Biomedical blind acceptance

The dominant biomedical (Western) model of healthcare suggests that health problems are the result of failures of biology, hygiene or behaviour. Implicit or explicit is that these health problems require delivery of biomedical treatments – pharmaceuticals, and that delivery is mainly by physicians or other healthcare providers.

This model has been the primary reason why the richer a country, the more money it tends to spend on both health professionals and pharmaceuticals.

But very few studies that have attempted to link specific aspects of the biomedical model – that has enjoyed spectacular growth during the post-WWII period – with population health.

That’s why a study just published in the Journal of Health and Social Behavior by two health sociologists, Hui Zheng from Ohio State University and Linda George from Duke University in North Carolina, is of such interest.

New study – using OECD data

The study’s main focus has been to evaluate underlying mechanisms for a widely accepted theory, epidemiologic transition theory, based on the work of Omran in 1971, that upholds that human development transitions through 3 stages of development. The first stage is the age of pestilence and infectious disease that characterised most of human history, then to receding pandemics in the middle of the 1800s in the developed world, through to advancing age of degenerative and human-created disease (especially cardiovascular disease) in the early 1900s.

In 1986, Olshanky & Ault modified the theory, adding a fourth stage, which is representative of the most technologically advanced and richest societies. This stage is reflected when mortality rates from degenerative diseases, notably heart disease, stroke and cancer, undergo major and unexpected declines.

There is broad acceptance in different societies – and certainly in politics – that this fourth stage of epidemiological transition has been associated with the development of Western medicine and pharmaceutical drugs - the two generally being viewed as intimately associated.

However, in the absence of proof of this mechanism, a number of other theories have persisted, including the conflicting theory of McKeown and colleagues from the mid-‘70s which argues that broad socioeconomic conditions, most notably diet and nutrition, are the root causes of improved population health throughout history, not medical progress.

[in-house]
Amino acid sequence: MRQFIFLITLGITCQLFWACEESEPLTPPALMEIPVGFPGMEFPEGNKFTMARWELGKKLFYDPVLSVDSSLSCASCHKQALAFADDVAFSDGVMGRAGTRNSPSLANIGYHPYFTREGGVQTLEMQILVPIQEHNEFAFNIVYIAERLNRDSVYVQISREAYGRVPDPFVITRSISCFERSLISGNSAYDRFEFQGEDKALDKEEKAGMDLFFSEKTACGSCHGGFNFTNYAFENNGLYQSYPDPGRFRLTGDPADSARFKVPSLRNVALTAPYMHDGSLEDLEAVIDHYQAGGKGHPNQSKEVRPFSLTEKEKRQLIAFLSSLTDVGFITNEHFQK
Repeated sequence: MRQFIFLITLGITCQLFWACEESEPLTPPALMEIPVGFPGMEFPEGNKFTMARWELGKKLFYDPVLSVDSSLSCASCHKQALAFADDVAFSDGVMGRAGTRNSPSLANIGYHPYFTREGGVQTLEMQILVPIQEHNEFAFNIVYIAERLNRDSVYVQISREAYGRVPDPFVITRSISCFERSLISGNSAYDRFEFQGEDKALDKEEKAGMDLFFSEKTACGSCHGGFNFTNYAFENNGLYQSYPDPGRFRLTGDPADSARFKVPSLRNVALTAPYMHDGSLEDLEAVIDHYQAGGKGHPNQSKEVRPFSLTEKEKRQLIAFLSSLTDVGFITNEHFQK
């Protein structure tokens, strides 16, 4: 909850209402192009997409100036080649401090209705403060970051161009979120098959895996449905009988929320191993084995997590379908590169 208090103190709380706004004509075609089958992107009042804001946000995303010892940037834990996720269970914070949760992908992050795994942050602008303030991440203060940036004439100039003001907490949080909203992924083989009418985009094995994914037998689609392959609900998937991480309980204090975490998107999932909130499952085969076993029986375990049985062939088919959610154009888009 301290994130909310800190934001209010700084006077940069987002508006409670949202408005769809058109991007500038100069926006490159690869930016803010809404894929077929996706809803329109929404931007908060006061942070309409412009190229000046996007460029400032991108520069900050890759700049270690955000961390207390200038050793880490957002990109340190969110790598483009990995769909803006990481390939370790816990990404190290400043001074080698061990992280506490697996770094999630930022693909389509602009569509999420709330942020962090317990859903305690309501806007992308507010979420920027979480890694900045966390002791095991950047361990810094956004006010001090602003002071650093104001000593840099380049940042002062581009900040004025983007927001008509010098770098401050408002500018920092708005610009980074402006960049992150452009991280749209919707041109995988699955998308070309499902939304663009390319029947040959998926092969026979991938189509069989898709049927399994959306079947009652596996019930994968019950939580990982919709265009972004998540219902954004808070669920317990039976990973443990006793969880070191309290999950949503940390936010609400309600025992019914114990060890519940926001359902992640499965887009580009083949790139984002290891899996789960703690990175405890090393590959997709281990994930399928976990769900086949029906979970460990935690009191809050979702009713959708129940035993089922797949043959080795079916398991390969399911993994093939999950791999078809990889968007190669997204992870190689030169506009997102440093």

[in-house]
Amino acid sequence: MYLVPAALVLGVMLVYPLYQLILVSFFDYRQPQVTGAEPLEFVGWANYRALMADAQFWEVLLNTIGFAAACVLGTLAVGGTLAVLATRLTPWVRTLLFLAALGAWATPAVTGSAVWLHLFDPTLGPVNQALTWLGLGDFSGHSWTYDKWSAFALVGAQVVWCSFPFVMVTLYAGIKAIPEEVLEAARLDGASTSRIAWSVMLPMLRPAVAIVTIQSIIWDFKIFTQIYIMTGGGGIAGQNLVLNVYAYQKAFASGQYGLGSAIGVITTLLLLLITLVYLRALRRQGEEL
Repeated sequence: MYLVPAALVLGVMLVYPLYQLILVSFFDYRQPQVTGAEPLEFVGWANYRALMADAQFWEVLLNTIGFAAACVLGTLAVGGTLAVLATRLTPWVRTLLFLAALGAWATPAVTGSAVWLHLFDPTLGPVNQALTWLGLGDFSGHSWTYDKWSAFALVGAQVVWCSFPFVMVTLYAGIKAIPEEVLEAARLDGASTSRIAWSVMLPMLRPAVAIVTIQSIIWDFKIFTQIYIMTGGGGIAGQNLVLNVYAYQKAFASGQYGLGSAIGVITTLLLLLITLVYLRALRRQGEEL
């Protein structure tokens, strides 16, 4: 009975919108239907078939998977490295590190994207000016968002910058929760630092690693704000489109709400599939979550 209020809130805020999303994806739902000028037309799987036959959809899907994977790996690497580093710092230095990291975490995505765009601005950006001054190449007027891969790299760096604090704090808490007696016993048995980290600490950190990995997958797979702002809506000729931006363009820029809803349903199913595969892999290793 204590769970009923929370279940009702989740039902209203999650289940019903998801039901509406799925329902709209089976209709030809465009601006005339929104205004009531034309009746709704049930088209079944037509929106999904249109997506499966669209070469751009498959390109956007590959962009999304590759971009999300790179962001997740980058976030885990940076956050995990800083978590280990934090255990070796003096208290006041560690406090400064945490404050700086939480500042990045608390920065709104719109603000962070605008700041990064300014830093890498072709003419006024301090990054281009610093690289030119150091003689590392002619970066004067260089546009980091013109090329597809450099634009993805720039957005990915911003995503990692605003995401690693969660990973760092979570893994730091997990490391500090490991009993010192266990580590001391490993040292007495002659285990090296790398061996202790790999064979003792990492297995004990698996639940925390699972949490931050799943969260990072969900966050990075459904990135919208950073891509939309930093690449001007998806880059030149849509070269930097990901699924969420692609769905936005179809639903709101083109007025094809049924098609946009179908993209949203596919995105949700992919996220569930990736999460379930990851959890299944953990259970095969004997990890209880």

The Ohio University study looks at three key components of the biomedical model. These are: 1) investment in medical infrastructure, 2) the size and specialisation of the medical workforce, and 3) the size of the pharmaceutical industry. All of the data used in the analysis are derived from a 26 year period (1981-2007) and are sourced from the Organisation for Economic and Co-operation and Development (OECD)).

Study take-homes

Based on these OECD data, the main take-homes from the study are:

  • The first two of these factors, in other words healthcare expenditure by a country, and the size and degree of specialisation of the medical workforce, were unsurprisingly found to be positively correlated with health outcomes
  • More surprising was that the third component, the size of the pharmaceutical industry, did not correlate consistently with improved health outcomes. In fact, the the scale of the pharmaceutical industry had a particularly negative impact on health outcomes in older women (over the age of 65)
  • And finally, the more the pharmaceutical industry expands in a given country, the more it appears to negatively impact the beneficial effect of medical professionalisation and specialisation. Pharmaceuticals therefore appear to compromise the effects of doctors and specialists, rather than facilitating better outcomes.

So what?

In essence these findings drive a coach and horses through conventional wisdom that suggests that it is the combined effect of more drugs and more doctors and specialists, that delivers better health outcomes. That's why as countries get richer, they spend more money on healthcare providers as well as spending more money on drugs. But it is the drugs themselves - generally posited as the key part of most doctors' intervention – that are the 'fly in the ointment'.

The findings shine more light on McKeown's theory from the mid-1970s that it's not medical progress, but more money in the hands of consumers that causes them to consume better diets and have healthier lifestyles, that are the main drivers of better health outcomes.

This study is incredibly timely, as it entirely supports some of the underlying premises in our own position paper on health system sustainability in the UK that’s going out for consultation along with an invitation to endorse the final version during the week beginning 9 April.

If you live in the UK or you’re interested in being involved in the consultation, or might be interested in endorsing the document to give it more political weight, please email the ANH team at [email protected] and include ‘SHS consultation’ in the subject line.

Let us know your organisation or your registration body. We’ll make sure you receive by email during the week commencing 9 April the draft position paper, along with a short guideline document.